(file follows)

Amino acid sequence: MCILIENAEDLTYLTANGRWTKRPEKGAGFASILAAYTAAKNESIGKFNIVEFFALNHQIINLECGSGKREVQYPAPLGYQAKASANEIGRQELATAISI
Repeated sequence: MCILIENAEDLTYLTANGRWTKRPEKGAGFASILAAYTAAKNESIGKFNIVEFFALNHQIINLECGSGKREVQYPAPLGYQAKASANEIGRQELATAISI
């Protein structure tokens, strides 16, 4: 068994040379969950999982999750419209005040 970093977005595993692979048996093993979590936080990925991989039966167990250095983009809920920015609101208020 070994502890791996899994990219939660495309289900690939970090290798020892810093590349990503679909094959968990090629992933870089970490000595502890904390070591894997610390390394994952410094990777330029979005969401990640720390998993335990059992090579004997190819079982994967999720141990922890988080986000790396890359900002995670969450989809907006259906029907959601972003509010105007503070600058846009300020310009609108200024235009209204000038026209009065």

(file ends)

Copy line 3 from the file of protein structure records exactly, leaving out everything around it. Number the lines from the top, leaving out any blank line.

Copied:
């Protein structure tokens, strides 16, 4: 068994040379969950999982999750419209005040 970093977005595993692979048996093993979590936080990925991989039966167990250095983009809920920015609101208020 070994502890791996899994990219939660495309289900690939970090290798020892810093590349990503679909094959968990090629992933870089970490000595502890904390070591894997610390390394994952410094990777330029979005969401990640720390998993335990059992090579004997190819079982994967999720141990922890988080986000790396890359900002995670969450989809907006259906029907959601972003509010105007503070600058846009300020310009609108200024235009209204000038026209009065």